This book wasn't at all what I expected it to be. See, I own Michael Pollans' Omnivore's Dilemma, I've read Barbara Kingsolvers' Animal Vegetable Miracle and I tried to read Carlo Petrinis' Slow Food Nation but found it too dry and manifesto-ish. So when I saw this title come across my desk, I didn't look that hard at it before checking it out, and thought I'd find a somewhat preachy land-lovers account of how modern society, food technology, and agribusiness have destroyed America's food culture and how to resist that. Instead, I got a history lesson and a sampling of recipes and essays regarding food in the United States written just prior to WWII. Pretty cool! Unfortunately, it' doesn't really lent itself to a review.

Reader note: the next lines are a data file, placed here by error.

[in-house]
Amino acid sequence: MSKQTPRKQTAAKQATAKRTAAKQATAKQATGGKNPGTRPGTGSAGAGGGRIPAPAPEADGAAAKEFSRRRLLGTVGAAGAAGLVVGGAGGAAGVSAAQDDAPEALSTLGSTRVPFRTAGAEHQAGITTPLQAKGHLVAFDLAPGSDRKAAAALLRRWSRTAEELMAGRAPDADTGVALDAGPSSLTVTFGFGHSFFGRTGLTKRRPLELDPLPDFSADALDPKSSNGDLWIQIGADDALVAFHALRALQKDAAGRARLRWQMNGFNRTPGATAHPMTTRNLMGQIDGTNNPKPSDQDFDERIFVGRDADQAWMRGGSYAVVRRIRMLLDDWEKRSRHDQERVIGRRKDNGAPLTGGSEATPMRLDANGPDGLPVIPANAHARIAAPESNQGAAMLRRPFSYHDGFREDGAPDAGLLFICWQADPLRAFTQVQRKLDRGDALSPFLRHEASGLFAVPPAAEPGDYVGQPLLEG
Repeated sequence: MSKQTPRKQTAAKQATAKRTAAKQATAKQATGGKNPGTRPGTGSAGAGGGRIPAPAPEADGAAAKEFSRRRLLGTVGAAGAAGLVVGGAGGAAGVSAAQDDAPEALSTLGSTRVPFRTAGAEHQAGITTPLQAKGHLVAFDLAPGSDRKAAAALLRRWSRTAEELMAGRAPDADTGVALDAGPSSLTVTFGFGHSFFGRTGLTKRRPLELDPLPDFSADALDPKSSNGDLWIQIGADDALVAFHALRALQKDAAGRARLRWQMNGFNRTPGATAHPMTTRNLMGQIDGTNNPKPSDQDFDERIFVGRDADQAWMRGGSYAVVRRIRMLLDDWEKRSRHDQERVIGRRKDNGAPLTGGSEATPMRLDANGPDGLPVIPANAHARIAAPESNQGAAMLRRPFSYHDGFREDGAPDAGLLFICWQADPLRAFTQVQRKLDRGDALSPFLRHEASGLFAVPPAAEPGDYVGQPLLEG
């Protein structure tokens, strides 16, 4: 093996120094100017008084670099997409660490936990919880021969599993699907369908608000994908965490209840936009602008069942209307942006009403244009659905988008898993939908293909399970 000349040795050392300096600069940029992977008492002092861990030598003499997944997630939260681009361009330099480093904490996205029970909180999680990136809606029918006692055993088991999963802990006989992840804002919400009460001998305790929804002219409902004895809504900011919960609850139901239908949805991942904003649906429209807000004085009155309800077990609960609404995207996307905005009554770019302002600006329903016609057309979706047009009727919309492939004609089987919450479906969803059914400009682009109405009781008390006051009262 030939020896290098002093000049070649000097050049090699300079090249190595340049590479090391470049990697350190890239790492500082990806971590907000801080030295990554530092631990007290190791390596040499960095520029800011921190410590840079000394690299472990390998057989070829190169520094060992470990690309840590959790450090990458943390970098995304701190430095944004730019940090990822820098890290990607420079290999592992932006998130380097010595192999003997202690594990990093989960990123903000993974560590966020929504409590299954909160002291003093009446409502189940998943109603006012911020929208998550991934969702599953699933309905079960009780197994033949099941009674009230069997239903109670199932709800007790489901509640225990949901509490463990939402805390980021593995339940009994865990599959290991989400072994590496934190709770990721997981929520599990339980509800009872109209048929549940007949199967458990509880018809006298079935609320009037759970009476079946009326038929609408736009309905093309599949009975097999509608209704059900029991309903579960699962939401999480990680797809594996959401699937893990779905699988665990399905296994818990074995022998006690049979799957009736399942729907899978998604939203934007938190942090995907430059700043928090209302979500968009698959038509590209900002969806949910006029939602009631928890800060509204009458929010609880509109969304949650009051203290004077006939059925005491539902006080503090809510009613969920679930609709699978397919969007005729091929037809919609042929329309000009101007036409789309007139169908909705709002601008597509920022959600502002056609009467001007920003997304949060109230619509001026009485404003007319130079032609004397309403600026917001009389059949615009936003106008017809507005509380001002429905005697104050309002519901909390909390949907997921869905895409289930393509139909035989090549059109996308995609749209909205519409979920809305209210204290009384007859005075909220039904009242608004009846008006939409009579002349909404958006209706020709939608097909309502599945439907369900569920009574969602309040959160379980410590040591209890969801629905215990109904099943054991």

Kurlansky gained access to unpublished WPA files and luckily for me, he defined what the WPA was at the beginning of the book. The project was to profile how people ate in the U.S.A. To this end, writers collected recipes, conducted interviews, reported on events, and wrote stories about food. Local traditions such as clam bakes and barbeques were captured. Disputes like how to correctly make a mint julep were aired. Even some oddities, for example possum pie, made their way into the book. I thoroughly enjoyed the book, but might recommend it more as reference than as actual reading material.